Dr Nthato Motlana, who died recently, leaves a legacy that speaks volumes about where South Africa has been and what it is striving to become. In terms of his political role, Motlana's life speaks of humanitarian opposition to injustice and of a leadership approach that places the stress on its substance rather than the trappings of the leadership role.
Although he had been active in politics before, Motlana shot onto the national stage in 1976. He stepped up as a founder member of the Soweto Committee of Ten to coordinate a wider response and an effective follow-up to the Soweto uprising. He brought links to the broader anti-apartheid struggle; he enhanced those turbulent developments through his stature and focus; his clear, consistent and persuasive communication was a welcome complement to the anger and fervour on the ground.
Motlana paid a stiff price for taking on that leadership role. The state tried and convicted him, detained him without trial, banned him and denied him a passport for over 30 years.
The good doctor ranks among the most admirable and more exemplary nationalist leaders. His involvement was not informed by a desire for political power. He never interacted with others in a superior or domineering manner, was free of airs and graces, and when asked to speak at events – although he expected proper organisation – took part without putting forward a list of VIP-related requirements.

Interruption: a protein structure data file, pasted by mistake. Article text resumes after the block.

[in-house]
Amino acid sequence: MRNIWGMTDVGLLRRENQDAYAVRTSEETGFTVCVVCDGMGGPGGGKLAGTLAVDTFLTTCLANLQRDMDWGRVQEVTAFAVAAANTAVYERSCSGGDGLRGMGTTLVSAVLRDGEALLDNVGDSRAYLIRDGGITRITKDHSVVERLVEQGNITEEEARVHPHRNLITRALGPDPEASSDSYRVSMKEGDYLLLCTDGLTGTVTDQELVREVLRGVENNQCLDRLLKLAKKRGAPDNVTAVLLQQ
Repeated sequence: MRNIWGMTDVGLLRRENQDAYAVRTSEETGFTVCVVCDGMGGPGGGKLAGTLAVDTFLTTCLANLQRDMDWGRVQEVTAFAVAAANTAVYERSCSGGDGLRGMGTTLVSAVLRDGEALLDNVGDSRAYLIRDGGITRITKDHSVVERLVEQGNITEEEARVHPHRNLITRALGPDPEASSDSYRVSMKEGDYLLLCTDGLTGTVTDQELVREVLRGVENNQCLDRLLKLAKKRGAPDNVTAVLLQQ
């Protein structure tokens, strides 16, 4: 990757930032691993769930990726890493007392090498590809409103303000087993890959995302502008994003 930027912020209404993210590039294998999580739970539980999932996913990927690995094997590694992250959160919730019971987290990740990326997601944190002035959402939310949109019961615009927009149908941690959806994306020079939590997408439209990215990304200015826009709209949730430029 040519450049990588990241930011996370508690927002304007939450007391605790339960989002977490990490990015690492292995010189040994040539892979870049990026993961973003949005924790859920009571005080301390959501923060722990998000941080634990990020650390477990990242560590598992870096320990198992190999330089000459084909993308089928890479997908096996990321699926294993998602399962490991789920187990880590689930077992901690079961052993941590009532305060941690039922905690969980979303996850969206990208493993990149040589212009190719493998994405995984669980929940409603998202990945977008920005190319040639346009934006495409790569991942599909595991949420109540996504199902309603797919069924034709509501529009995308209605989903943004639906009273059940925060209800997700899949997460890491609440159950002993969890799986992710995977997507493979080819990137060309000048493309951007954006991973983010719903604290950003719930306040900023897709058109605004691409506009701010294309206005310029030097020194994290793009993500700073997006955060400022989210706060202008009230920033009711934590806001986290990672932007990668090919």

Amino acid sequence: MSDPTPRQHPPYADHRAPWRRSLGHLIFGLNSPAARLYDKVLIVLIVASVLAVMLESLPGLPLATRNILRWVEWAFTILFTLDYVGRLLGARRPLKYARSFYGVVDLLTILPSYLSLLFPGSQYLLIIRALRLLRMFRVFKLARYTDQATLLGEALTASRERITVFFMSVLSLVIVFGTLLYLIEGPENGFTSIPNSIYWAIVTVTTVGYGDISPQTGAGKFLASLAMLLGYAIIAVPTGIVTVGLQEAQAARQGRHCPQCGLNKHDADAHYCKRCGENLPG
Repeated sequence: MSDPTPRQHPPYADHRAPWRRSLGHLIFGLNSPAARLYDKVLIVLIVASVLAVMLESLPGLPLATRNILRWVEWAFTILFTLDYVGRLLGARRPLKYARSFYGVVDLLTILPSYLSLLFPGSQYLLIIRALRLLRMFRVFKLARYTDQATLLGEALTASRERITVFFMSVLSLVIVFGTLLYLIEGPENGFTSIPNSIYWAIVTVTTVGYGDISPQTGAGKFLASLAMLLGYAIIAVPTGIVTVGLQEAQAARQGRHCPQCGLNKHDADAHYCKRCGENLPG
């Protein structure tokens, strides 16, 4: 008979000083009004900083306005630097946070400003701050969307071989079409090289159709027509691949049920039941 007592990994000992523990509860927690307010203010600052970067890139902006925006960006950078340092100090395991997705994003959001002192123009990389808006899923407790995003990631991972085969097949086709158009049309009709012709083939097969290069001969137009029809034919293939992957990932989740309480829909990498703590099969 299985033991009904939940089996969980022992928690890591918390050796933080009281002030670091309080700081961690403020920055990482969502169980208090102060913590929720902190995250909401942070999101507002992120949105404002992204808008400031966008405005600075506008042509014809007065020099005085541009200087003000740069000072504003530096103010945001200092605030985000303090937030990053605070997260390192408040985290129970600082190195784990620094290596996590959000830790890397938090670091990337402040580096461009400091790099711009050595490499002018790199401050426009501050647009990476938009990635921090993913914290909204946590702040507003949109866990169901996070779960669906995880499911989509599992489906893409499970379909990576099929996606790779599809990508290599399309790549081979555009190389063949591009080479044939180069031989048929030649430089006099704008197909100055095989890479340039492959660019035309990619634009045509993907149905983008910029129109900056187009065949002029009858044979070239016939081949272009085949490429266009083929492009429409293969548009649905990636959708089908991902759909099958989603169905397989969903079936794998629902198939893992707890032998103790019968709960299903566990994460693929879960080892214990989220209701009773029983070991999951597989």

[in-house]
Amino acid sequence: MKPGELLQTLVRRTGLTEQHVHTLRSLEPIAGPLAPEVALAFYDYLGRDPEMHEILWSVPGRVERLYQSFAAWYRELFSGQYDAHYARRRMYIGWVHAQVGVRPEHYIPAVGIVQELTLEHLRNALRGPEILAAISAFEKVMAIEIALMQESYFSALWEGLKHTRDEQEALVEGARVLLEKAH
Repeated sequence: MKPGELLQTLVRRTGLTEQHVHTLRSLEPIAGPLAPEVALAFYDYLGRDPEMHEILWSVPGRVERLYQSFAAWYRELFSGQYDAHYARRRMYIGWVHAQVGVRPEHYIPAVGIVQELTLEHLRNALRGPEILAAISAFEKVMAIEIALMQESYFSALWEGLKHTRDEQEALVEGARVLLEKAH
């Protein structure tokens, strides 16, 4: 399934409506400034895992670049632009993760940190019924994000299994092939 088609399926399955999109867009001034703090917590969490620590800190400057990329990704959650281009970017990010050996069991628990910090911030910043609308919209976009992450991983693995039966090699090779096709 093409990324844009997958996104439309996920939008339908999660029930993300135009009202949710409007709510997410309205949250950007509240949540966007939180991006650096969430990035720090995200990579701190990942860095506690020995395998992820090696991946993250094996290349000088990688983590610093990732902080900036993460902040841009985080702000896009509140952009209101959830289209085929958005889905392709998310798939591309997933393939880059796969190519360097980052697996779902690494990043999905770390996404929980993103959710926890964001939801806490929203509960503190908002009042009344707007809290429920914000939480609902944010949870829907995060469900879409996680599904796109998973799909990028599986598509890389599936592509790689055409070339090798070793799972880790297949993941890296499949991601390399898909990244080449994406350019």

Motlana's passion for education was unquenchable; it pained him that the new South Africa had, by and large, not yet succeeded in bringing quality education to poor and black households. In a sense, he remained dissapointed and concerned that the education struggle he embraced so fervently had not been resolved. Quality education remained stubbornly inaccessible to all - a few got the strawberries and cream of private school education; a bigger number get the bread and cheese of former model C government schooling, but the mass of scholars - multiplied millions - get a type of schooling that includes a glut of poorly trained teachers, broken and absent facilities, budget shortfalls and consistently 'badly performing' schools.
Motlana worked exceptionally well in creating broad fronts – he instinctively understood how educational organisations, community organisation and faith-based organisations could and should work together around a common agenda. His easygoing and inclusive nature meant that – mercifully – he never added to the ego problems one sometimes encounters in multi-stakeholder collaborations. Although no socialist, he worked particularly well with trade union leaders. He could see the common ground, and the possibilities of building a force for change with them.
Long live Motlana's legacy!